A suicide bombing in the holy city of Medina in Saudi Arabia has sparked a new wave of condemnation of ISIS by Muslims worldwide.
ISIS didn’t claim immediate responsibility for the attack, which killed four security officers on Monday evening. But the group didn’t have to.
The attack that took place near the Mosque of the Prophet, one of the two holiest sites for Muslims worldwide, had the fingerprints of ISIS all over it, says Fahad Nazer.
“ISIS and its followers have been fairly clear in saying that Saudi Arabia is their ultimate prize,” Nazer says. “They’re doing everything they can to create a sense of instability.”
Nazer is a political analyst with the JTG Inc. consulting firm in Vienna, Virginia and a former analyst at the Saudi Embassy in Washington, DC.
“They certainly have tried to foment sectarian discord in Saudi Arabia by targeting the Shia minority in the eastern province, and I think they have largely failed.”
There are no red lines for ISIS, Nazer adds, even when it comes to killing fellow Muslims. The attack in Medina took place during the holiest days of the holy month of Ramadan and it killed four men who had reportedly invited the bomber to break the fast with them.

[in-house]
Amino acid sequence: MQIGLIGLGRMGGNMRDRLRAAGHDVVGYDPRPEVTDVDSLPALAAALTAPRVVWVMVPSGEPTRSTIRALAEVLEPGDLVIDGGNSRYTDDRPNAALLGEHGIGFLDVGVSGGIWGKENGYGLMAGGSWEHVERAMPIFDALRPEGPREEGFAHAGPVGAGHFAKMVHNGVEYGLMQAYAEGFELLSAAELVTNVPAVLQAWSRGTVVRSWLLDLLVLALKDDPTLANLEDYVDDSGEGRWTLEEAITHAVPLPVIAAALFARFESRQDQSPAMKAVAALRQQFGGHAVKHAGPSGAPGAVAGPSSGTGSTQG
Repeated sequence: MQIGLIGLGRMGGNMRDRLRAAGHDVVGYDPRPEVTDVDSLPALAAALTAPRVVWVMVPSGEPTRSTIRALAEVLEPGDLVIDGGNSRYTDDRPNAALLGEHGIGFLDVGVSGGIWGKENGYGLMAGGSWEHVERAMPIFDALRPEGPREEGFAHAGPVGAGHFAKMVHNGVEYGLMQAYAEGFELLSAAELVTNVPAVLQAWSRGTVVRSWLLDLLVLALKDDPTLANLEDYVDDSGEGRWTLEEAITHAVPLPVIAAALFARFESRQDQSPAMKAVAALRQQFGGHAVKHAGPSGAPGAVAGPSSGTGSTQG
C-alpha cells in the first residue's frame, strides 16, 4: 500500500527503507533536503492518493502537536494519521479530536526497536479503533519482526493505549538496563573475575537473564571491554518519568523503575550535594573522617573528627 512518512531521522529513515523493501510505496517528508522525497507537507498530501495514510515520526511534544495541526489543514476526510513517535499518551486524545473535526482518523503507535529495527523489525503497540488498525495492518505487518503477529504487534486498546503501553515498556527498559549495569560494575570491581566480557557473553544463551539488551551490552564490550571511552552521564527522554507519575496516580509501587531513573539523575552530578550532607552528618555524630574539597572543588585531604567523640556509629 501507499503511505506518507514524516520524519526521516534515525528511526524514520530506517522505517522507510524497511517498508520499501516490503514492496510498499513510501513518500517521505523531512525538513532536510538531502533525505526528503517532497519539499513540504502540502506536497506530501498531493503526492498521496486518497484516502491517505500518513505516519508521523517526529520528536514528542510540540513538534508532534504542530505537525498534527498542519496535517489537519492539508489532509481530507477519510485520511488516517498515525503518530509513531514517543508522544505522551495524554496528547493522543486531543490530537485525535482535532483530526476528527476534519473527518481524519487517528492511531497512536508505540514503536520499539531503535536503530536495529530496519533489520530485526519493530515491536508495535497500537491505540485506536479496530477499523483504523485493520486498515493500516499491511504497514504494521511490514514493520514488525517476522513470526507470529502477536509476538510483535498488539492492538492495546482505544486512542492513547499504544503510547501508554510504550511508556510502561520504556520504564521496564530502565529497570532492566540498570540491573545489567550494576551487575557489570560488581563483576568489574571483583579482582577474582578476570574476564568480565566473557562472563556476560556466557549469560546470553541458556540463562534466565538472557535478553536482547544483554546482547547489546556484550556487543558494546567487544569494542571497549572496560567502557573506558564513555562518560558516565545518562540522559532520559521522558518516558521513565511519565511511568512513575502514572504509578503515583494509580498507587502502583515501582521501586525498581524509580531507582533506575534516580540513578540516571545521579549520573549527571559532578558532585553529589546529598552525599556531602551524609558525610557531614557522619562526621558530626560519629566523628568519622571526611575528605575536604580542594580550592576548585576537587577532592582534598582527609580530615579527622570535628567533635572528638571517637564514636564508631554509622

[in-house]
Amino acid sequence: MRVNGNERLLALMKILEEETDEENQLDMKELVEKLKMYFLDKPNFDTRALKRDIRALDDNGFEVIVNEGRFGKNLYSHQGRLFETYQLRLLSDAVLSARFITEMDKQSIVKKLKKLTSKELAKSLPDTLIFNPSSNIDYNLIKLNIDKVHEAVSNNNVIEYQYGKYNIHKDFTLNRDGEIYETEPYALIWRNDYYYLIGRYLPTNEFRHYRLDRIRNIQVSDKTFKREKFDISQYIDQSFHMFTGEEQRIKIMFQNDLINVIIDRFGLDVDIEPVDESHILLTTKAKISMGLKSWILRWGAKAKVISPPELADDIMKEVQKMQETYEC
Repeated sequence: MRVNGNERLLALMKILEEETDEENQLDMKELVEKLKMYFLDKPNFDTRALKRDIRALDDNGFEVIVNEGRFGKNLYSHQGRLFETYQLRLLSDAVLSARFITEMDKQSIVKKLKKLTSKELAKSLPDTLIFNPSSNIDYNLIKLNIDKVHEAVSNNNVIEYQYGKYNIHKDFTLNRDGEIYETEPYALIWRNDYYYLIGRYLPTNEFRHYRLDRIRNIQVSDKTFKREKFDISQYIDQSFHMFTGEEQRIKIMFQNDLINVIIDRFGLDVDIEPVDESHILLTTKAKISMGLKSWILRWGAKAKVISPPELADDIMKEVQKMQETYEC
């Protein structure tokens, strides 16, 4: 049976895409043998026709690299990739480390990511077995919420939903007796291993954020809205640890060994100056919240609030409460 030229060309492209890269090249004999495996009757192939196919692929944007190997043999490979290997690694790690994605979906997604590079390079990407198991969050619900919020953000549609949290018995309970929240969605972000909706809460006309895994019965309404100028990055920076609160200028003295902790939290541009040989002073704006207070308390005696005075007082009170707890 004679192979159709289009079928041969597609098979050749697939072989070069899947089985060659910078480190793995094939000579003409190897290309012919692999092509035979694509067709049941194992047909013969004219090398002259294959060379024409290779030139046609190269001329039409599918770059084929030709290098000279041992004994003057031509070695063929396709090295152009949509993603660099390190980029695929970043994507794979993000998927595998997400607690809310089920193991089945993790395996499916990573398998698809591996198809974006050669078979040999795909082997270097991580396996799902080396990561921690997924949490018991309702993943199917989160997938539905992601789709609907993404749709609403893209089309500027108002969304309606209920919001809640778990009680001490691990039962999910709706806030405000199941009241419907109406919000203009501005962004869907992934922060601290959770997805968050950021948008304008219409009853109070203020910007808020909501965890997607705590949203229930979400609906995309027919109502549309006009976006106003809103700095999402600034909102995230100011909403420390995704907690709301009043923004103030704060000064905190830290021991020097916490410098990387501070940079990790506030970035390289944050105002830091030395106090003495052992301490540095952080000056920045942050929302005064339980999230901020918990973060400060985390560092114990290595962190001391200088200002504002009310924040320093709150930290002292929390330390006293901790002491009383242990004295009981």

The reaction from Muslims on social media has been remarkable, says Hassan Hassan. He’s the author of “ISIS: Inside the Army of Terror.”
Attacking the place where the Prophet Muhammad is believed to be buried, “that was basically crossing the line,” Hassan says. “They were not even waiting for ISIS to claim responsibility. People immediately knew that this was the only group in the world that could do something like that.”
Hassan says one thing sets ISIS apart from al-Qaeda. “ISIS has declared war against Islam and against Muslims,” he says.
According to its ideology, Hassan says ISIS views anyone who refuses to pledge allegiance to the group as an apostate who can be killed. And that includes most Muslims, who make up the majority of the victims in ISIS-related attacks.
ISIS reportedly called on followers to carry out attacks especially during Ramadan.
The latest surge in violence could be due to the fact that ISIS is losing territory in Iraq and Syria. But eventually, the sheer brutality of its actions could become its undoing.
Hassan says its viciousness is fueling a movement of Muslims against ISIS and what it stands for.
“[It’s] a movement that rejects these ideas and maybe even engages in soul searching, [asking] where does this organization come from?” he says.
But Hassan adds that ISIS has proven itself to be resilient. He says it only takes small numbers of fanatics for the group to carry on and attract new recruits.